11/9/2017 5:58:00 AM/Categories: General News, Today's Top 5, Livestock
Earlier this year, China re-opened its borders to U.S. beef and soon Montana ranchers will be helping to feed some of the country’s 1.3 billion people.
The National Cattlemen’s Beef Association’s CEO Kendal Frazier says “When they get a taste of U.S. beef, they love it and they want more of it. There’s a bigger middle class in China then the entire U.S. population. So, this is a foot in the door that we think long term has tremendous opportunity for U.S. cattlemen.”
Montana isn’t wasting any time. This week Montana Senator Steve Daines secured an agreement between JD.com, one of China’s largest retailers and the Montana Stockgrowers Association with the intent to purchase a minimum of $200 million in Montana-sourced beef over the next several years.
“This is a fantastic step. Montana Stockgrowers Association has always been an avid marketing team to try to get Montana beef out to the world. It’s the safest, highest quality beef out there. Montana is home to the highest quality beef in the country” says Montana Stockgrowers Association President Bryan Mussard from Dillion.
For Montana ranchers, export markets like China also make a difference on sale day.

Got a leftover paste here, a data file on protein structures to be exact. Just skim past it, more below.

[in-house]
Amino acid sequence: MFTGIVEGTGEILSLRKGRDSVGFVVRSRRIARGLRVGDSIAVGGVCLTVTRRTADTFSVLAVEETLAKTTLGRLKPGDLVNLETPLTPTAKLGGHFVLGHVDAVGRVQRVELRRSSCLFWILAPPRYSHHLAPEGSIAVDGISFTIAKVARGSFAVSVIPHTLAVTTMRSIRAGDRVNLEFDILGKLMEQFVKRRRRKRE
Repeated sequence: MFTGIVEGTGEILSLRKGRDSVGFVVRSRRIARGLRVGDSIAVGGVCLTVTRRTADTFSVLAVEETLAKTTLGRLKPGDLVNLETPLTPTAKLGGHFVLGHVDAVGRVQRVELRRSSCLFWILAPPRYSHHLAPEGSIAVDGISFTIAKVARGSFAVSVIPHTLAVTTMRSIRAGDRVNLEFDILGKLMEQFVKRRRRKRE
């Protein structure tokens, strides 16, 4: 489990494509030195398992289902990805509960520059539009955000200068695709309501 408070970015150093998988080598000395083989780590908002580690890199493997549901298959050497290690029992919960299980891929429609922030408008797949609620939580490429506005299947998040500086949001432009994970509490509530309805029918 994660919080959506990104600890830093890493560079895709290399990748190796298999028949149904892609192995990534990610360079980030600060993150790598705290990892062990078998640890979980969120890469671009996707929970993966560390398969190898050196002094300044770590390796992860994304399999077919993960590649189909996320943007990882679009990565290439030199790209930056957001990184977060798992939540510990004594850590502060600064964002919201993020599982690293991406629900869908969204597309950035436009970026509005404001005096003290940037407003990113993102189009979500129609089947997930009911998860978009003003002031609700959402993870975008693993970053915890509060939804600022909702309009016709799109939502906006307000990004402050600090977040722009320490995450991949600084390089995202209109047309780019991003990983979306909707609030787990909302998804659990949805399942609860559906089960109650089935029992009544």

“No question. We export 13 percent of our domestic production overseas now. It’s one of the factors that’s driving the better cattle prices we’ve seen this fall” says Frazier.
The Chinese do have some special requirements on Montana cattle to be exported.
Mussard says, “The cattle have to be NHTC which is non-hormone treated and they have to be sourced from the ranch.”
Beef is the largest growing meat sector in China. And with agreements like this, Montana ranchers will soon be feeding their growing appetite for U.S. beef. The agreement also says JD.com will seek to invest up to another $100 million to build a processing plant in Montana to support Montana beef production, with construction beginning as early as 2018.
Source: Russell Nemetz-MTN/Northern Ag Network
A lower U.S. dollar value could boost agriculture exports, but the long-term outlook offers no real light at the end of the tunnel for the struggling farm economy, USDA's chief economist said on Thursday.